Shock and aid: Letter from Baghdad
The air is thick with politics. Reportedly some 60 different political groups have emerged here since the end of the war. Driving around Baghdad, one suddenly comes upon a building surrounded by men with guns. Groups are staking their postwar claims to the real estate. In one case, the soldiers turned out to be members of a Kurdish party. The Shi‘ite Muslims have been among the quickest to grab a share of the territory.
The streets are busy, the traffic horrible. The few policemen one sees stand in groups, apparently afraid to work alone. One hears reports of revenge killings. Gunfire is heard at night. No one is in charge. The U.S. troops are in defensive positions and rarely leave their razor-wire outposts. To the extent public order exists, it is due to the good behavior of citizens.
In this setting, the church does best to serve at the most basic level, avoid being sucked into politics, and engage in activities that can’t be misconstrued. Any hint of having a mixed or political agenda is deadly. One thing dictatorships like Saddam’s are good at is teaching people to detect shams and scams. Without locals to vouch for them, aid groups may be asked to leave. The Iraqis are exerting their newfound freedom, and they are in no mood to suffer further abuse or neglect.
In the northern reaches of Baghdad, on the outskirts of Saddam City, is a kind of wildcat settlement called Hai El Mahdi, home to some 20,000 people, mostly Shi‘ites who migrated here from the south. For 35 years Saddam’s government refused to recognize the existence of this impoverished city. With the blessing of the local Shi‘ite cleric, a German nongovernment organization was able to set up a health clinic on April 29, and it has plans to build another. “We have wanted to start clinics and build a water system here for nearly two years,” said Alexander Christof, head of a German NGO called Architects for People in Need. “We were not allowed. The government told us this settlement does not exist.”
Mothers brought children with thin arms and limp hair; some of the infants can’t hold up their heads—signs of chronic malnutrition. These are the people at the low end of the government’s ration scheme, which fed 16 million people in the country—two out of three Iraqis. These mothers have been fighting their own war against chronic disease and malnutrition for years.
Christof’s work is supported by a coalition of U.S. church groups, All Our Children (which includes Church World Service, the Mennonite Central Committee, the National Council of Churches, Lutheran World Relief, Oxfam America, Stop Hunger Now, Jubilee Partners and Sojourners magazine). He plans to build four more clinics in poor neighborhoods and turn them over as soon as he can to the Iraqi health department.
On the other side of Baghdad, 125 Palestinian families settled into tents—the world’s newest Palestinian refugee camp. When the war ended, these families were chased out of their homes because people resented the favoritism shown them by Saddam’s regime. Some 35,000 Palestinians have lived in Iraq since leaving their homeland in 1948.
When they heard that the camp supplies came from America, a few of the Palestinians refused to accept them. They relented after someone from the Muslim liaison group explained that the gifts were not from the U.S. government but from Americans who cared about their plight.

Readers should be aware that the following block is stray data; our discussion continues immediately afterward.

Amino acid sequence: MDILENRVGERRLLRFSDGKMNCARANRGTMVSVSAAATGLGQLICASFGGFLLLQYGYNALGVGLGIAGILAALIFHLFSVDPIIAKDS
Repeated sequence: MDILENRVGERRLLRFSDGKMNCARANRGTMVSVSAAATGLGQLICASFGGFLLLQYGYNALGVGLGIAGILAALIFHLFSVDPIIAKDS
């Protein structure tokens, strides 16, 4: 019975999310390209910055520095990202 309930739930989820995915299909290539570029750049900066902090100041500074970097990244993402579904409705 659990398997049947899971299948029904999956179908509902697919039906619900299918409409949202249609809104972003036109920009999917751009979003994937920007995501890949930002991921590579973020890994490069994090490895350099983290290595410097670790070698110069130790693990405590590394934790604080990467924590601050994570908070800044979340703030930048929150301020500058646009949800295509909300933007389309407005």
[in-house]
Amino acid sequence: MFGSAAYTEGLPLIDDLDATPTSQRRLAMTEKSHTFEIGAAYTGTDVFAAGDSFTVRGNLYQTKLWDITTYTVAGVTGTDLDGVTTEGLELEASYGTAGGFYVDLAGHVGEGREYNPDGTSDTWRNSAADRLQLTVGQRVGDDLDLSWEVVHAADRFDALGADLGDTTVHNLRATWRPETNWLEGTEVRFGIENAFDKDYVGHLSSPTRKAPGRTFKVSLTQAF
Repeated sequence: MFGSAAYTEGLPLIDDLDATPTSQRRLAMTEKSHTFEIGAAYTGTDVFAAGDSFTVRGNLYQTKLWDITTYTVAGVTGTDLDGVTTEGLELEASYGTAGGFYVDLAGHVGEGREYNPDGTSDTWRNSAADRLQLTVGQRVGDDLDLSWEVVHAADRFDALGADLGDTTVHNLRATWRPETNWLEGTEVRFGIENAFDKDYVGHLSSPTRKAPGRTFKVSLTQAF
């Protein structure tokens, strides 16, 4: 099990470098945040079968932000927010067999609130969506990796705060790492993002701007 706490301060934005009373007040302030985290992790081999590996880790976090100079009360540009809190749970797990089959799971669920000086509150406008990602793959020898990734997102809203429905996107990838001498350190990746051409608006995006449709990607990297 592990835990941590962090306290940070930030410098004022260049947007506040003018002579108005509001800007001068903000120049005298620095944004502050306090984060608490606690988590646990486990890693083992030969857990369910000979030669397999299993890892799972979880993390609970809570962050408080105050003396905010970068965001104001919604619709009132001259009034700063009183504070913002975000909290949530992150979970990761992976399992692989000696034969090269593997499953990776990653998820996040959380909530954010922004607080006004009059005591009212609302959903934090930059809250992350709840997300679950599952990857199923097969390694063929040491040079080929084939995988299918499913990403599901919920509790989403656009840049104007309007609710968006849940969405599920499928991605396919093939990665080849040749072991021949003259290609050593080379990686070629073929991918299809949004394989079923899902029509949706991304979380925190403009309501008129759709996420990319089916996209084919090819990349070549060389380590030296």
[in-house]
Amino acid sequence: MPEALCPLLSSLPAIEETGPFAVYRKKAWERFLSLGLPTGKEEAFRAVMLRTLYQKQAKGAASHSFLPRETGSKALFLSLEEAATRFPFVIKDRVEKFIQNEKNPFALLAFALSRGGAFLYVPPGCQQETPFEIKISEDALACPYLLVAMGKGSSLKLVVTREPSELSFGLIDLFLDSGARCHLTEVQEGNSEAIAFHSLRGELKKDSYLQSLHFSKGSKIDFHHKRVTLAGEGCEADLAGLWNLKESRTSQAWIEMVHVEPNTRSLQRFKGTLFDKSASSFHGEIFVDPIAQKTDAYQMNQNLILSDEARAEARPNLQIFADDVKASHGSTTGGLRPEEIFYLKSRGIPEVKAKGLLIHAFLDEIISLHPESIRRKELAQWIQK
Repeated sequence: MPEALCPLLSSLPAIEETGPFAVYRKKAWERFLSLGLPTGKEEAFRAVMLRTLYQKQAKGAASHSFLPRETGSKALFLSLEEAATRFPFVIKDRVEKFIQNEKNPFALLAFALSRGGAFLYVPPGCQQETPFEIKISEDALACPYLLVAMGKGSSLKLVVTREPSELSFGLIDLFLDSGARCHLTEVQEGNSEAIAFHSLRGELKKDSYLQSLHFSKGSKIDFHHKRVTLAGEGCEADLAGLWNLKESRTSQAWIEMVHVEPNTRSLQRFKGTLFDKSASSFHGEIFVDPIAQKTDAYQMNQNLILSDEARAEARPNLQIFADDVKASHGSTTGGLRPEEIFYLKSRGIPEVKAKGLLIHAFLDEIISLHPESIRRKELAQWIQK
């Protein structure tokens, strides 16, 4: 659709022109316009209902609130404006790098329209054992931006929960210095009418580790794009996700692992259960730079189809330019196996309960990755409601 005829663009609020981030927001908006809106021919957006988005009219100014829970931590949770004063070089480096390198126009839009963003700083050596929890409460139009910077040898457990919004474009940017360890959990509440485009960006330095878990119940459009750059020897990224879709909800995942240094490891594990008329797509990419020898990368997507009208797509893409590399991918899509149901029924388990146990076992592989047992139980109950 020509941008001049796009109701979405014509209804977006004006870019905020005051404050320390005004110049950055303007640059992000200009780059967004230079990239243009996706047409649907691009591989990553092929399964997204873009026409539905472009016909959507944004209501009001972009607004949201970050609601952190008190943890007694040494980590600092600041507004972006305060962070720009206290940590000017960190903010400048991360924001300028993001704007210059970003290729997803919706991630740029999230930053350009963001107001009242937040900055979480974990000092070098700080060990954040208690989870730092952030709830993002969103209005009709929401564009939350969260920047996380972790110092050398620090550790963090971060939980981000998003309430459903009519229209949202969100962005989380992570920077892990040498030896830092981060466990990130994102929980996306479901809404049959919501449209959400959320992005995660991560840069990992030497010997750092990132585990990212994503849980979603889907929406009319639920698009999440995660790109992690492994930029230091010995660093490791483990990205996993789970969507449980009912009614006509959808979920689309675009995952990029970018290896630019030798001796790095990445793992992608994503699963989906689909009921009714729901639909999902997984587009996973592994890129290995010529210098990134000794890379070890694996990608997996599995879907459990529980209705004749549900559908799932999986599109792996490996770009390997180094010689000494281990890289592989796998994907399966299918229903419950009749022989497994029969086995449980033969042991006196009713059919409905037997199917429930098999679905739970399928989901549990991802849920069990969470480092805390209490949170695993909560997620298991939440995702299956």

On Orthodox Good Friday, April 25, I attended services at the Armenian Orthodox church. The beautiful Orthodox liturgy moved seamlessly into a remembrance of the Armenian genocide of 1915 at the hands of the Turks (usually marked on April 24). This community has been in Baghdad since then, an island of Armenian language and culture that preserves one of the most ancient church traditions.
The Armenian Orthodox I spoke with were largely untouched by the war, though one man told me about an Iraqi missile battery that had been set up in his backyard. On the day U.S. troops captured the Baghdad airport, he said, the troops manning the battery took off their uniforms and fled.
For many people, the looting and destruction that followed the war have been worse than the war itself. Food and hygiene articles from North American churches were being supplied to two institutions hit hard by the looting. At Al Rashad psychiatric hospital, all 1,015 residents fled during a chaotic three days when looters stripped the hospital down to the wires in the wall. Some 700 residents are still missing. All Our Children was also offering food, supplies and counseling to an orphanage alleged to have been looted by the staff itself. It is now under the control of a Shi‘ite mullah.
About the American occupation, I have heard the full range of opinions, some expressing joy, some dismay. But repeatedly I have heard Iraqis say that they need assistance, not occupation, that they are an educated people who have been oppressed.
The sight that has stayed with me most is of the mothers coming to the clinic in Hai El Mahdi. These Shi‘ite mothers, dressed all in black, had probably never met a foreigner before, certainly not a male foreigner. I was conscious that they were meeting us more on our territory than theirs. They came to the clinic because during the years under Saddam, and during a decade of sanctions, nobody had ever offered them medical care. Now a war had occurred, and in the rough logic of the world, we had the opportunity to help.